Thursday 9 April 2015

Blogging from A to Z in April - The Letter H - Thursday 9th April 2015

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Thursday 9th April 2015 - The Letter H.

H is for Heart, which is Hjärta in Swedish.

Here is an example of why spelling-reformers should be careful and think twice about enforcing only phonetic spelling. The 'H' in hjärta is silent. But since it's still there as a natural part of this everyday word, it is easy to see the relationship between the Swedish word hjärta and its equivalents in other related languages such as English. A quick look at the word 'heart' in several modern European languages reveals their common Germanic origin: 'heart' is Herz in German, hart in Dutch, hjerte in Norwegian, hjerte i Danish, and hjarta in Icelandic.

'Heart' in the romance, Latin-based languages is cœur in French, cuore in Italian and corazón in Spanish. (Cor is 'heart' in Latin.)

If we look at examples of modern European languages that are not considered to be Indo-European, 'heart' looks very different. 'Heart' is sydän in Finnish, süda in Estonian and szív in Hungarian.

 Looking at other languages around the Baltic Sea, 'heart' is širdis in Lithuanian, sirds in Latvian, and serce in Polish (and srdeční in its closest neighbouring language, Czech).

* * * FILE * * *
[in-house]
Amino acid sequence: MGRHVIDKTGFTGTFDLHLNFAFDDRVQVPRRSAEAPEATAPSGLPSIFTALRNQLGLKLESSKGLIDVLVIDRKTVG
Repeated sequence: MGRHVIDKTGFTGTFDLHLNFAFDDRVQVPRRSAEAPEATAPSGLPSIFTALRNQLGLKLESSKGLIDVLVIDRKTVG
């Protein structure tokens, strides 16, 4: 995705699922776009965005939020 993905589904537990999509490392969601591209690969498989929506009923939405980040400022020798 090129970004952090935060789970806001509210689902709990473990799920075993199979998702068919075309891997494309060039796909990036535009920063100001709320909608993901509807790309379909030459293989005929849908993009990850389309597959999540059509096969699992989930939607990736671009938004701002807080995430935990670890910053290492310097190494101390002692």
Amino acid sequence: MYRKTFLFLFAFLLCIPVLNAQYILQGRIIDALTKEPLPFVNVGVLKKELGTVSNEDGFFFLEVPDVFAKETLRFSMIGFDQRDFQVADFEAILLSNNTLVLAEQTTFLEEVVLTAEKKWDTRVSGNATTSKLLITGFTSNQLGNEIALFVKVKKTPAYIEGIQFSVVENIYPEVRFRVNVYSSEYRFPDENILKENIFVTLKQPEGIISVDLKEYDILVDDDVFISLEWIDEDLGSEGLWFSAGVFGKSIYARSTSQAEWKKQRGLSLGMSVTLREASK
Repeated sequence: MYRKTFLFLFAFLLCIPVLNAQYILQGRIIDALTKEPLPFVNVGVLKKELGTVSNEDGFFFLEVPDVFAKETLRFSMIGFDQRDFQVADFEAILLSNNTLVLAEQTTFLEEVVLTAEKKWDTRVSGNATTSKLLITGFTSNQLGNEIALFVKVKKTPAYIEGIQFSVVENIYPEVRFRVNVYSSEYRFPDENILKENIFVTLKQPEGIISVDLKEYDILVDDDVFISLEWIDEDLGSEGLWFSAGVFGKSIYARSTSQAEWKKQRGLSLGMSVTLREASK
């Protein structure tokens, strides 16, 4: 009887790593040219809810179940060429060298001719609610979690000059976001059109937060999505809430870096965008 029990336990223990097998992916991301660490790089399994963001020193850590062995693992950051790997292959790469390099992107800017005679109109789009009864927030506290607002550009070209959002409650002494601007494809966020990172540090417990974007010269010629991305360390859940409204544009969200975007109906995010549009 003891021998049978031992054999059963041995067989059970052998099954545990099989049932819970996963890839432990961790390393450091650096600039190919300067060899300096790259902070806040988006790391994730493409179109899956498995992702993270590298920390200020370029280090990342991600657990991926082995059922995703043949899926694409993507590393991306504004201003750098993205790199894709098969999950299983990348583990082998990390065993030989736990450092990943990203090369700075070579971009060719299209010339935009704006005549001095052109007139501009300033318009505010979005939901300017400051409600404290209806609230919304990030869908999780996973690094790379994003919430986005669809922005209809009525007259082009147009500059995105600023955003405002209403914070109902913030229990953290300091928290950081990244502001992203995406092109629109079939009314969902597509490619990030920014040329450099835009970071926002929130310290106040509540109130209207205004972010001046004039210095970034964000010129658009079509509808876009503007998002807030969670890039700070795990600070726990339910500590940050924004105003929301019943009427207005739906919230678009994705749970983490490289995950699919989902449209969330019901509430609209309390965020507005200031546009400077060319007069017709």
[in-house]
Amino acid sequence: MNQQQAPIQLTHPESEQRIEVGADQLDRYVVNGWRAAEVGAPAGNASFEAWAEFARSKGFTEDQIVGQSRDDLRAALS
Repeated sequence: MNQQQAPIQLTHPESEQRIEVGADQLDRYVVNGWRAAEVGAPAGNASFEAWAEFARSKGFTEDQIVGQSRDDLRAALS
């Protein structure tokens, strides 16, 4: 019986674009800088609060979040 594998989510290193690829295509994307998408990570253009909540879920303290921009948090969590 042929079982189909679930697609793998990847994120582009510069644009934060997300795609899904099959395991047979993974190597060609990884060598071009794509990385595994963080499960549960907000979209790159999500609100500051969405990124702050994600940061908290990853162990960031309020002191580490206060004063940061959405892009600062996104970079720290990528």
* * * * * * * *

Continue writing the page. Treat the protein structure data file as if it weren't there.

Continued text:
In a very different language with its roots in the old world of the Celts, 'heart' is y galon in Welsh.*


Whew! Enough is enough! 

Why did I choose the word 'heart'?

Because I am always thinking about hearts. My daughter was born with a minor heart defect and had to have open-heart surgery when she was only one week old. She's doing fine now. They check her heart every other year. But in the back of my mind, I am always wondering, 'Will she continue to do well in the future? Will she be able to live a full life? Will she outlive me, as is nature's course?'

No one knows. But the nurse at the hospital that did the procedure, told us to let her live like any normal child. So today, I am with her counting how may hops she does when she is skipping rope or checking my stop-watch to see how long she can keep her hula-hoop going or how fast she can run around the courtyard where we live.

Elisabet showing off the chocolate cake she made herself.

I'm happy as long as she's happy and healthy.

Thank you for visiting. 

Best wishes,

First Commenter:

Geoff Maritz

Geoff's Blogs

* Disclaimer: I do not know all of these languages. I am familiar with the Scandinavian languages, English, German and French. But I used Google's translating tool to find most of these words. Please correct me if I am wrong. I only used languages with the Roman alphabet. Sorry.

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